The short and mobile attack end proved too much of a challenge for Sri Lanka. In a famous victory Singapore took home the win, considering that their last victory was in 2015, and 4 years ago in Liverpool Sri Lanka defeated Singapore by more than 20 goals. Jamie Lim took the MVP honours, while captain Kai Wei Toh and Amandeep Chahal displayed fearless shooting under pressure, pushing the team over the line.
Both Jamaica and Uganda came into the crossover stage in strong form. Uganda went into the first quarter break with just a three goal deficit as they managed to choke out three intercepts and five turnovers in the first quarter.
The second quarter from Jamaica was something to behold. In amassing 23 goals to nine, they converted every single centre pass, gain, and turnover from Uganda – except the last centre where they merely ran out of time. This feat, exemplified by an incredible 13 goal assists by Khadijah Williams, was not accomplished by any other title-contender on day four, in any quarter.
Things swung early in the third, where Jamaica brought on several substitutes. Uganda jumped out 10-4, benefiting from lower intensity and miscalculations from Jamaica. She-Cranes centre Margaret Baagala took advantage of the holes, carving straight through to her goalers, while Christine Nakito began a run of intercepts.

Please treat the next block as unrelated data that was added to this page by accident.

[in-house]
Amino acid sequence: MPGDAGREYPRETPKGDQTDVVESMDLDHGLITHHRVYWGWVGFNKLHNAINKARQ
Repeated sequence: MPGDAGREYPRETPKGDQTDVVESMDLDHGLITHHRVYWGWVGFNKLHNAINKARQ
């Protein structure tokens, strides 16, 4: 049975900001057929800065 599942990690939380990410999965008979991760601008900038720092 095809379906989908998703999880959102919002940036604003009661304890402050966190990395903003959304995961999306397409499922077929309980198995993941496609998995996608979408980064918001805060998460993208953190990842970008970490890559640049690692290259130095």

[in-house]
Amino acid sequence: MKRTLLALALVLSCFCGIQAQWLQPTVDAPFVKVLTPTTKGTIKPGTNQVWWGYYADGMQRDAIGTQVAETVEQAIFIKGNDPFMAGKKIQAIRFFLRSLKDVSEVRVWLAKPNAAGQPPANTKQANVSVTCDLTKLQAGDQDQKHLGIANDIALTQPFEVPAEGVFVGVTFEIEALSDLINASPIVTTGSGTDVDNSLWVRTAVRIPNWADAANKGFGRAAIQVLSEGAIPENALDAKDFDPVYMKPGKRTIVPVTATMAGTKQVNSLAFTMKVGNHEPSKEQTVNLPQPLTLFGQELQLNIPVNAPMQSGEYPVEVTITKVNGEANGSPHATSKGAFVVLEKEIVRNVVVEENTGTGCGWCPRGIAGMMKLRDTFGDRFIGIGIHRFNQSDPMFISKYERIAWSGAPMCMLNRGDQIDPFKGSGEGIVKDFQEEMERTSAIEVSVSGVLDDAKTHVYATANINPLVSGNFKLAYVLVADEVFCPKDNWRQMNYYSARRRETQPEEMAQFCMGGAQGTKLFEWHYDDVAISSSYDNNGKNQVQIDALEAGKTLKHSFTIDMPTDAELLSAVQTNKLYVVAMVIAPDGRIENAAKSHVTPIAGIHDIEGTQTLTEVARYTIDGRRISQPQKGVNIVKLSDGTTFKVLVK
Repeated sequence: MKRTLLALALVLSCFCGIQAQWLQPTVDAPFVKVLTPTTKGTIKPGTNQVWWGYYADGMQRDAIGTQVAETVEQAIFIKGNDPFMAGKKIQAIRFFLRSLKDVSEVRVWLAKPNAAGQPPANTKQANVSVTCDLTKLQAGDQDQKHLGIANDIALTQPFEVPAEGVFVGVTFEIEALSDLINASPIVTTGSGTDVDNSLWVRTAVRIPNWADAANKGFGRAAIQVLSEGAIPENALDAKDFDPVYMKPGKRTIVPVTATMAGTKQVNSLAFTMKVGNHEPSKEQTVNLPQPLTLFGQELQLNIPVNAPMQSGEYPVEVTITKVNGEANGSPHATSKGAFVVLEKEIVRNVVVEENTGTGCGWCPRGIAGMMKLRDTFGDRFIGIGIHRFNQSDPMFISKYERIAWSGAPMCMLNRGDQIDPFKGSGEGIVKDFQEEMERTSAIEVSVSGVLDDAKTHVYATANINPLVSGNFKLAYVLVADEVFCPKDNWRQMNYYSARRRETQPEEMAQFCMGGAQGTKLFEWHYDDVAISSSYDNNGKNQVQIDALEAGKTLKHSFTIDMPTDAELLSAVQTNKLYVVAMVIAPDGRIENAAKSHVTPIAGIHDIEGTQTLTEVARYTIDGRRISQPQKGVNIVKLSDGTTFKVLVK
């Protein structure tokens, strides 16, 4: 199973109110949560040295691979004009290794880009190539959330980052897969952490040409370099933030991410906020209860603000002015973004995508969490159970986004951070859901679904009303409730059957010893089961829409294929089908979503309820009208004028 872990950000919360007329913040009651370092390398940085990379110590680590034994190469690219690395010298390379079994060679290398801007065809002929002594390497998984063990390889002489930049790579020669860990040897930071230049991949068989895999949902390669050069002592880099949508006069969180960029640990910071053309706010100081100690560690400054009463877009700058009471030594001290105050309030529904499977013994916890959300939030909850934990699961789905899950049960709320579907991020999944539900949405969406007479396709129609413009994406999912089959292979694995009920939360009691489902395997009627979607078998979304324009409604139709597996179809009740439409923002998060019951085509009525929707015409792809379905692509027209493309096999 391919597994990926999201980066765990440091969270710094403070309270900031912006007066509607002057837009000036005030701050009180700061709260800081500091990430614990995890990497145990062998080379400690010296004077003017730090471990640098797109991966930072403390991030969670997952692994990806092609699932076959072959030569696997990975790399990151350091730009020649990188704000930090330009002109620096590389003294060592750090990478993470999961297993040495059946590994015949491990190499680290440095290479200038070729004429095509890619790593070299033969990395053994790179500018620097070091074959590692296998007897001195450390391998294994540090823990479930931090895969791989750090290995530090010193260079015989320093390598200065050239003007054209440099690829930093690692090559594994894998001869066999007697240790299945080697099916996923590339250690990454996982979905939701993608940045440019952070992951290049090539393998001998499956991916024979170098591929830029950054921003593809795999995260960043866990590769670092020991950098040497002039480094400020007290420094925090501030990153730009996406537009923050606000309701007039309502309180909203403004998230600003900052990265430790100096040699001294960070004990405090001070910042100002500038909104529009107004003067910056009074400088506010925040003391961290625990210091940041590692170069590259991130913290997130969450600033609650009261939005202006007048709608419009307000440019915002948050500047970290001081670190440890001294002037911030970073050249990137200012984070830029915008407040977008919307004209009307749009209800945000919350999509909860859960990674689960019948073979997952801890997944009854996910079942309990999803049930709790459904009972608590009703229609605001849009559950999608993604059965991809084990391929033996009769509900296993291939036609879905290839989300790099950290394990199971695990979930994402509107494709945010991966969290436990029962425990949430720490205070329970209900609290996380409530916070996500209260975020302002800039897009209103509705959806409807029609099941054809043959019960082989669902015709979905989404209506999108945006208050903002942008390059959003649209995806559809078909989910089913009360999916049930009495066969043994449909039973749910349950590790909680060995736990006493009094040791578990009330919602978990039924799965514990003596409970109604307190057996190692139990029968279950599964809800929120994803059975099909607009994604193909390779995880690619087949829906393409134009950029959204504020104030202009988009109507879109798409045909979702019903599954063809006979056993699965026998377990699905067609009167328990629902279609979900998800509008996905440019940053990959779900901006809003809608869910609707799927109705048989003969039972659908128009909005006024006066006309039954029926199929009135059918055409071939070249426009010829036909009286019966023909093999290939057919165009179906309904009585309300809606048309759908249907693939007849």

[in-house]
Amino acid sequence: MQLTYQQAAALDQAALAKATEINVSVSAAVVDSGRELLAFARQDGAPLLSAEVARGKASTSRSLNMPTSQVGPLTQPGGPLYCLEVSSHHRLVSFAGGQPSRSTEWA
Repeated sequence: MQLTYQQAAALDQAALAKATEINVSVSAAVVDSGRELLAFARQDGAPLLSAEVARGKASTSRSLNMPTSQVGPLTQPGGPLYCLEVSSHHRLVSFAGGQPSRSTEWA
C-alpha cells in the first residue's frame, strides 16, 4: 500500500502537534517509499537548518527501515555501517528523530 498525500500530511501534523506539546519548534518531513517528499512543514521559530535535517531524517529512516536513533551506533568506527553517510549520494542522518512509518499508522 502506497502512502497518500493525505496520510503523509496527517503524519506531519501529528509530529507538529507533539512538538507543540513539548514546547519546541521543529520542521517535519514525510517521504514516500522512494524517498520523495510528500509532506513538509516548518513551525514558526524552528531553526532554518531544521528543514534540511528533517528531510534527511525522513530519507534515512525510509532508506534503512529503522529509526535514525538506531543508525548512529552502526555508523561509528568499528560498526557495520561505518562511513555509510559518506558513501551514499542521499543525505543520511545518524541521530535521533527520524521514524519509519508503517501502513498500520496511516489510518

Uganda couldn’t maintain their intensity into the final quarter, but kept the fire in the tussle, still winning the second half 28-23. Wing defence Shaffie Nalwanja was warned for repeated obstruction at the circle edge. In just their third World Cup meeting, today’s scoreline 61 to 49 was nearly identical to 2019 when Jamaica won 61-48.
The England v Tonga match up was entertaining from the start – one team using drilled structures, the other using natural flair and pathway skills to make up for lack of time together. The Tala stayed within six goals during the first quarter, which featured perhaps the last ever toss up seen at this level, with rules set to change next year.
Mo’onia Gerrard and Eleanor Cardwell tussled under the post, with Gerrard stopping the umpire at one point to complain about a post goal shove.
England pulled away during the second quarter with some excellent defensive stops, including five gains from Funmi Fadoju, who lead the game with nine in total. Helen Housby and Cardwell also switched positions, but with the game out to an 18 goal lead, it was strange to see neither of them, or Metcalf rested, until midway through the third quarter.
For the Tala, Hulita Veve – one of the players of the tournament to date – led the way with eight gains at centre, while Uneeq Palavi had another strong outing under the post with 37/42.